Now, I am not a cosmologist and certainly not an expert in the field, so I am sure no one will blame me for describing here yet another potential dead alley to the long and winding road of scientific trials and errors towards the distant goal of understanding our dark universe. So let us take the liberty to follow Einstein and apply again some reverse engineering to the problem.

A simple dimensional analysis hints at a solution. There are two key length scales entering the problem: the Planck length ℓ and the diameter of the universe L. The contrast between the two is vast: 61 orders of magnitude. Wouldn't it be a huge surprise if these two extreme length scales can be combined into a volume of the right size to describe the dark energy density? Well - surprise, surprise - this is easy to achieve. The experimental value of the dark energy density happens to coincide with one Planck quantum per volume of size L^{2}ℓ. Yet, as we saw above, standard quantum field theory predicts a zero point energy density of one Planck quantum per ℓ^{3}. Can we change two of the ℓ's in this equation into L's?

Yes we can. Key is to realize that the ℓ^{3} volume enters into the theoretical description because standard QFT assumes one degree of freedom per Planck cube. So according to QFT our universe has a total of (L/ℓ)^{3} degrees of freedom. This however ignores the holographic nature of our universe that was postulated by Gerard 't Hooft in 1993. The holographic principle states that standard QFT vastly overestimates the number of degrees of freedom available. More precisely, the holographic principle forbids a system of linear size L to have more than (L/ℓ)^{2} degrees of freedom. So, this in itself already changes one ℓ in the equation for the dark energy density into an L. But there is more. QFT associates a zero-point energy of one Planck unit with each degree of freedom. In a holographic description this is unlikely to be correct. The degrees of freedom in the holographic description are non-local, and as a result the wavelengths corresponding to the zero-point motion are linked to the macroscopic length L, and not to the microscopic length ℓ. This effect (embodied in the so-called 'UV/IR connection') gives us another swap between ℓ and L in the equation for the dark energy density so that with all holographic effects incorporated we arrive at ℓ/L Planck energies per volume of size ℓ^{2}L, or equivalently, one Planck energy quantum per volume of size L^{2}ℓ. The dark energy density thus derived happens to be the highest density that can be achieved without risking a gigantic gravitational collapse of the whole universe.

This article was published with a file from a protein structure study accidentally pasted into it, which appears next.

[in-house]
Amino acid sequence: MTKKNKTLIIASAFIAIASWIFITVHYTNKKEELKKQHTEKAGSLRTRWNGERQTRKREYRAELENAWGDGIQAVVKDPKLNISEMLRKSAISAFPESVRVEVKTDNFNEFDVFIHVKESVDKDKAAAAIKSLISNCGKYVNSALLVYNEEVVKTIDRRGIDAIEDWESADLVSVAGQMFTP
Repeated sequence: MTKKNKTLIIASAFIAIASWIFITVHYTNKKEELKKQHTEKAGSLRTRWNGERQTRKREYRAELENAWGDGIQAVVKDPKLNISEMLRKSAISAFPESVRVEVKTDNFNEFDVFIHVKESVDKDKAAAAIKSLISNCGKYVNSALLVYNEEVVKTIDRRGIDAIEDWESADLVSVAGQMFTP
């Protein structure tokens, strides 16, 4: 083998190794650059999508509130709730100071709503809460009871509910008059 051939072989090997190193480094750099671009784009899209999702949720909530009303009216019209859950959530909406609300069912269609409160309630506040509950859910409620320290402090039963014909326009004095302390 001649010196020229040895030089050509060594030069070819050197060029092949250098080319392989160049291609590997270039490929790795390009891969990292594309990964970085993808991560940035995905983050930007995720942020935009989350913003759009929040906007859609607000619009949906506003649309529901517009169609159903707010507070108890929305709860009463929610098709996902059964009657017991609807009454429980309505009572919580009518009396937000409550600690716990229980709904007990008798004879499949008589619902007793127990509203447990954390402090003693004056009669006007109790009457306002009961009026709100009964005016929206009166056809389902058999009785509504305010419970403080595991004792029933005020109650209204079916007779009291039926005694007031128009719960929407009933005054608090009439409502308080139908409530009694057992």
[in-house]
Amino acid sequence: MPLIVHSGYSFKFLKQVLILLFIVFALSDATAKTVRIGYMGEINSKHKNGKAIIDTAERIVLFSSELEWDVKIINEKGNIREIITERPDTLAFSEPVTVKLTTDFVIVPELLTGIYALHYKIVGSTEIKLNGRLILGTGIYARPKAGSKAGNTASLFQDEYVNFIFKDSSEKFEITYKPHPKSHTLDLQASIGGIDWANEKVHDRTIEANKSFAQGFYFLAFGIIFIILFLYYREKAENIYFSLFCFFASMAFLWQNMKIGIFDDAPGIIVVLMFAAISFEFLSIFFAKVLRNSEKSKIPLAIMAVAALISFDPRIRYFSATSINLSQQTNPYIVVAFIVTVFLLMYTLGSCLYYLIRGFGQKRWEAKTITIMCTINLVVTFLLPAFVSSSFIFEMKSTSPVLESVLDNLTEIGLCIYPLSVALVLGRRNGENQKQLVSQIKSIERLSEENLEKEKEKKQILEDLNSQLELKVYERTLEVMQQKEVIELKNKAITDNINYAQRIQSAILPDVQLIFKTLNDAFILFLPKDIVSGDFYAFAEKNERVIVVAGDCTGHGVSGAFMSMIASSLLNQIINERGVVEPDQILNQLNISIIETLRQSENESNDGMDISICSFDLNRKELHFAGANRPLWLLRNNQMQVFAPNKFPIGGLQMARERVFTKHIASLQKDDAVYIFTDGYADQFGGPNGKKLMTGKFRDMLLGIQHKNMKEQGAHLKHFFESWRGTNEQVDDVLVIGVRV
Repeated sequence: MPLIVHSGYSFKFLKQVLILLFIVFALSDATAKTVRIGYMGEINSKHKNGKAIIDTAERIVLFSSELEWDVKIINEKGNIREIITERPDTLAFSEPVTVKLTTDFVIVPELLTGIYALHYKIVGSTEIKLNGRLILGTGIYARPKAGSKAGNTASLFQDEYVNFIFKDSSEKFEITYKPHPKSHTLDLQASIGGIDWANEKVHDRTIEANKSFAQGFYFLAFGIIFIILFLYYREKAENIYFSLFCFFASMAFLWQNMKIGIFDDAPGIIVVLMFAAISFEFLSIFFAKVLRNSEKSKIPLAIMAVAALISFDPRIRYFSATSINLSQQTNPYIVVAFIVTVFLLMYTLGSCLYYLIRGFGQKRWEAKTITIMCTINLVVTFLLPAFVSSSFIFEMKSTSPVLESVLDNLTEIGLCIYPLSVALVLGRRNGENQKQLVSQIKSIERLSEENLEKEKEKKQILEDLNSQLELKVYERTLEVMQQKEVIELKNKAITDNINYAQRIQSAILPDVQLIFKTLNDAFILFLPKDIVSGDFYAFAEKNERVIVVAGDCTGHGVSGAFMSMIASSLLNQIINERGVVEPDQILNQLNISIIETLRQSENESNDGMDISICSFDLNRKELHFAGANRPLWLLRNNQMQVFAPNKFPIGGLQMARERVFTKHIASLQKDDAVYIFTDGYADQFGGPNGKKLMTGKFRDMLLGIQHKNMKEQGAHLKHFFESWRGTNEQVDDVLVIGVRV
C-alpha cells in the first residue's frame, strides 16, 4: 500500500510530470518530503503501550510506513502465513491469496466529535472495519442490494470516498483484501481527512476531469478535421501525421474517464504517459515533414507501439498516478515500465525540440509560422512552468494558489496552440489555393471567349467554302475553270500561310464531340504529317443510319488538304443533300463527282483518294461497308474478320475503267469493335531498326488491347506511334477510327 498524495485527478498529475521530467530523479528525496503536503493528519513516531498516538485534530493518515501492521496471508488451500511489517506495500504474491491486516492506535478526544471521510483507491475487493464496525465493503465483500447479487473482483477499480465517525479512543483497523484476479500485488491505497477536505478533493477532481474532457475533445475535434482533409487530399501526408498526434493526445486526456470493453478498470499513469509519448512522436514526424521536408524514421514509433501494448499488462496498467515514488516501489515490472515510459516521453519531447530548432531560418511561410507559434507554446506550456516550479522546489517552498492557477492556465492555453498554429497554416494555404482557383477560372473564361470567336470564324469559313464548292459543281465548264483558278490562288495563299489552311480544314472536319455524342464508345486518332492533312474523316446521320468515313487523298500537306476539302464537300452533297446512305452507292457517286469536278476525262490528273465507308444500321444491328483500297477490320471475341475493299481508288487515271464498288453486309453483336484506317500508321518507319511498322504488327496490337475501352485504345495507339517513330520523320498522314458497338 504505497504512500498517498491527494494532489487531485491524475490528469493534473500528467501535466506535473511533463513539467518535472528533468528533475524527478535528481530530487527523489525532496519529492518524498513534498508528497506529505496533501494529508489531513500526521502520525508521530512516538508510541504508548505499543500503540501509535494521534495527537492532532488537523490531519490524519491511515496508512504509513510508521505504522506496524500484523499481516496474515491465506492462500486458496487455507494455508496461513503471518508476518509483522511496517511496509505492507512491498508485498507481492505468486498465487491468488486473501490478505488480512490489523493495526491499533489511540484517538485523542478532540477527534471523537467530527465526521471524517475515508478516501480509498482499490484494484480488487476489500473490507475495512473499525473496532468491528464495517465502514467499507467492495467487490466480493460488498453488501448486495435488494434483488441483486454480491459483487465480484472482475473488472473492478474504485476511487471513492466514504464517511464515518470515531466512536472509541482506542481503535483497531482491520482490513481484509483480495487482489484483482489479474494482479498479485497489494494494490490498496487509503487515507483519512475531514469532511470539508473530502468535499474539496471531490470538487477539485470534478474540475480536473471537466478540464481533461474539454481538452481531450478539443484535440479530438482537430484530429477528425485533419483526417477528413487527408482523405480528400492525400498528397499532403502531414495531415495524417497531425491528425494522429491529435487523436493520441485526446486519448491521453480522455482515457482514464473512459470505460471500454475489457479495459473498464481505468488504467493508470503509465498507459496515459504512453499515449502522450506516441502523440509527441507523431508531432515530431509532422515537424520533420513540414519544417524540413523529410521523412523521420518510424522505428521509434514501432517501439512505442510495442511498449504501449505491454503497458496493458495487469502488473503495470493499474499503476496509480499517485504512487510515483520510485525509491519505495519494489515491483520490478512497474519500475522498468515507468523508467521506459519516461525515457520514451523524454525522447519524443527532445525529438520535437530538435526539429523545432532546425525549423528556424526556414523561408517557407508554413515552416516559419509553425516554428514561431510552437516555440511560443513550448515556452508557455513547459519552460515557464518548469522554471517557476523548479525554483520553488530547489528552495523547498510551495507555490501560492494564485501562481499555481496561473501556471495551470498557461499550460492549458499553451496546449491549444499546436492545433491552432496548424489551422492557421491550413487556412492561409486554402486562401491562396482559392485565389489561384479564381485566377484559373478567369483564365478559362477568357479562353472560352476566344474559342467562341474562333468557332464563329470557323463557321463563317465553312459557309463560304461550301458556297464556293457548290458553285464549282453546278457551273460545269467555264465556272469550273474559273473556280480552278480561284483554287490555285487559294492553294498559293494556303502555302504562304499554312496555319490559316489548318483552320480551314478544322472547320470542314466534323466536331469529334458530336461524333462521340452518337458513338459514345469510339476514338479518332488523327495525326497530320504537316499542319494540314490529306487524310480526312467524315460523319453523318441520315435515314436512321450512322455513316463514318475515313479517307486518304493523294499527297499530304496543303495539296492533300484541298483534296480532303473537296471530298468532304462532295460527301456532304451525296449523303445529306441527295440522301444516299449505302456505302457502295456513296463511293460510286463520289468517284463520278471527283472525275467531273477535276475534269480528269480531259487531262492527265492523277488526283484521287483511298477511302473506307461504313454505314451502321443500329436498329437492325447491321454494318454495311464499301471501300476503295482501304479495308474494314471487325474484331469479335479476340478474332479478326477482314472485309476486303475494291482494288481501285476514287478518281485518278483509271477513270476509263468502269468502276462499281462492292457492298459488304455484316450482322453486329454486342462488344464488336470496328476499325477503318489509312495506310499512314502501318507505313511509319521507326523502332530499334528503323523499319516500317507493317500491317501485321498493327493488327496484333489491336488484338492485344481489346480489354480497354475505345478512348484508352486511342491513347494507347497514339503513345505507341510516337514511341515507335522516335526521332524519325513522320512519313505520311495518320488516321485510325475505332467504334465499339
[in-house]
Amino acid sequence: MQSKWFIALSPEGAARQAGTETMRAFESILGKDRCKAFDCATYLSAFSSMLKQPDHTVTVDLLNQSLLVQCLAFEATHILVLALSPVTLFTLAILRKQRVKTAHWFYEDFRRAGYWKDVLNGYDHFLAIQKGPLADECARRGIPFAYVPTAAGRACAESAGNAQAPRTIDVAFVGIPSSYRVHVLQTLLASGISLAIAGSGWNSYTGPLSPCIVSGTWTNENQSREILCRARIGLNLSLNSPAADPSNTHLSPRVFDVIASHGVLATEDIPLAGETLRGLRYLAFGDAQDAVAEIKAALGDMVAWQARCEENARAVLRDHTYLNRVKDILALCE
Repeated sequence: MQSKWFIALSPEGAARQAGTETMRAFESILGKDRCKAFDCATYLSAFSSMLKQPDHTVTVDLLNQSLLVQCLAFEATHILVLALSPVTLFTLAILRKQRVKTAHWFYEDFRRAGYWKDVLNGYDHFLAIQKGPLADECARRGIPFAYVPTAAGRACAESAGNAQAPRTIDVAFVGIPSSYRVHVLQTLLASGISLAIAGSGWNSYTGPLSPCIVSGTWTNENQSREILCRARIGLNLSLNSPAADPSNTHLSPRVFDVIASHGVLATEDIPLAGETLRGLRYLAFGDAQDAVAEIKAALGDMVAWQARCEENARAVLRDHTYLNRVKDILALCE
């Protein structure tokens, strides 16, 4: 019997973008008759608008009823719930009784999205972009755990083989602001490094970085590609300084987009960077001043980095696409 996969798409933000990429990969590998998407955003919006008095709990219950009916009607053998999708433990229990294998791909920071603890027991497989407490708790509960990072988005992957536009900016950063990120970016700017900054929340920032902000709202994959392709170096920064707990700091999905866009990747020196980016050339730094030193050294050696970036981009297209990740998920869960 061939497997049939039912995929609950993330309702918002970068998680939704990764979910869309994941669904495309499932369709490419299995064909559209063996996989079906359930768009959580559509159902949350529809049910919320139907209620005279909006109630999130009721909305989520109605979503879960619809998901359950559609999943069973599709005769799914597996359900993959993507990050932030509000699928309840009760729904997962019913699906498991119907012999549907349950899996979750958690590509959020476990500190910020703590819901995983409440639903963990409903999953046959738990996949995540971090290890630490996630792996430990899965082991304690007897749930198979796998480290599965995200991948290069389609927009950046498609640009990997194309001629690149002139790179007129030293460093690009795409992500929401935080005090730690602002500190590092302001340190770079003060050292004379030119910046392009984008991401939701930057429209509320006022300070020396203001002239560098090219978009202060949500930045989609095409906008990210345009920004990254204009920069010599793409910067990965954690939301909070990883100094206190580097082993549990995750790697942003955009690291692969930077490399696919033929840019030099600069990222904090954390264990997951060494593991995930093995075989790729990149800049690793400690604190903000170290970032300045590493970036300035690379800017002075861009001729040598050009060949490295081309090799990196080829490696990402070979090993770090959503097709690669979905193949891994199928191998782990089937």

Is this all the correct way to look at the expansion of our universe? I don't know. What I do know, is that if the above is in essence correct, holographic considerations will be an integral element of the still elusive theory of quantum gravity. It is also clear that the strict holographic cut-offs to the number of degrees of freedom and the allowed energies per degree of freedom will be of immense help to regularize this theory of quantum gravity. History tells us that experimentally demonstrated discrepancies in our understanding of the fundamental laws of physics never last for more than a few decades. So I dare to make the prediction that early this century we will witness a revolution in our thinking about the universe in the form of a fully consistent theory of quantum gravity. These are exciting times!

Einstein never really liked this fudge factor, but it was the only way to get the equations of general relativity to describe a universe that is static in size.And he didn't know that matter generation in this model causes the universe to expand at an accelerating rate, or he never would have abandoned it:

http://www.lns.cornell.edu/spr/2005-06/msg0069755.html

http://www.lns.cornell.edu/spr/2005-06/msg0069818.html

http://www.lns.cornell.edu/spr/2005-06/msg0069868.html

http://www.longbets.org/476